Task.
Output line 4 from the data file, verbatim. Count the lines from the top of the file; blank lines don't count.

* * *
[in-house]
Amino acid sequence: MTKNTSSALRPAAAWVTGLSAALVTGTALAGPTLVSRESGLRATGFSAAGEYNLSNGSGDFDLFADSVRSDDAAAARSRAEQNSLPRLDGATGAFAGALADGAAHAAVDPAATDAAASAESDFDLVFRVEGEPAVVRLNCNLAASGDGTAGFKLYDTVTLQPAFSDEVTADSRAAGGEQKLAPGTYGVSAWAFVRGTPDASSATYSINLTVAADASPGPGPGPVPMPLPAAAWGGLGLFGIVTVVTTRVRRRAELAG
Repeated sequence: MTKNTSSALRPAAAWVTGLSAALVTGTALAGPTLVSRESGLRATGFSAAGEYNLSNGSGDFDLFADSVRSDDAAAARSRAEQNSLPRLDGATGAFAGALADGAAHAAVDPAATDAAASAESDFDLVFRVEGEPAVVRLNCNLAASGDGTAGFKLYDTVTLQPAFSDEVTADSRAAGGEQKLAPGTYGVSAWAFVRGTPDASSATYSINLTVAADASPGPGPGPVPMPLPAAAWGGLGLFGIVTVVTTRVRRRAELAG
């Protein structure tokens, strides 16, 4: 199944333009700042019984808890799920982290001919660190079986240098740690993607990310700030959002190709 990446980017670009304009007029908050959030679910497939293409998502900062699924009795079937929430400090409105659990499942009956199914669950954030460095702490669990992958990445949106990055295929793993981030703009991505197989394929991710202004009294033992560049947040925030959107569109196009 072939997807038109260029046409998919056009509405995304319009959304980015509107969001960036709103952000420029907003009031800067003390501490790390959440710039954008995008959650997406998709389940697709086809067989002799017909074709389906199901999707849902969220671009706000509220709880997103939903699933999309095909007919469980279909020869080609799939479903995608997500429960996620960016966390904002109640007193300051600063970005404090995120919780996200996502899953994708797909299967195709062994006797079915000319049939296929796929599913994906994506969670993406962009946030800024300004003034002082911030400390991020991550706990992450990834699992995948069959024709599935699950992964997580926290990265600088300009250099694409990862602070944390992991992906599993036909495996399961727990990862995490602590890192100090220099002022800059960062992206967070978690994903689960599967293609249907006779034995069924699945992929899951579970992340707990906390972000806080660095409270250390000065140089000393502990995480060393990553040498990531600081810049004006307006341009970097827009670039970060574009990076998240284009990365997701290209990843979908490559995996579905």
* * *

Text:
């Protein structure tokens, strides 16, 4: 199944333009700042019984808890799920982290001919660190079986240098740690993607990310700030959002190709 990446980017670009304009007029908050959030679910497939293409998502900062699924009795079937929430400090409105659990499942009956199914669950954030460095702490669990992958990445949106990055295929793993981030703009991505197989394929991710202004009294033992560049947040925030959107569109196009 072939997807038109260029046409998919056009509405995304319009959304980015509107969001960036709103952000420029907003009031800067003390501490790390959440710039954008995008959650997406998709389940697709086809067989002799017909074709389906199901999707849902969220671009706000509220709880997103939903699933999309095909007919469980279909020869080609799939479903995608997500429960996620960016966390904002109640007193300051600063970005404090995120919780996200996502899953994708797909299967195709062994006797079915000319049939296929796929599913994906994506969670993406962009946030800024300004003034002082911030400390991020991550706990992450990834699992995948069959024709599935699950992964997580926290990265600088300009250099694409990862602070944390992991992906599993036909495996399961727990990862995490602590890192100090220099002022800059960062992206967070978690994903689960599967293609249907006779034995069924699945992929899951579970992340707990906390972000806080660095409270250390000065140089000393502990995480060393990553040498990531600081810049004006307006341009970097827009670039970060574009990076998240284009990365997701290209990843979908490559995996579905």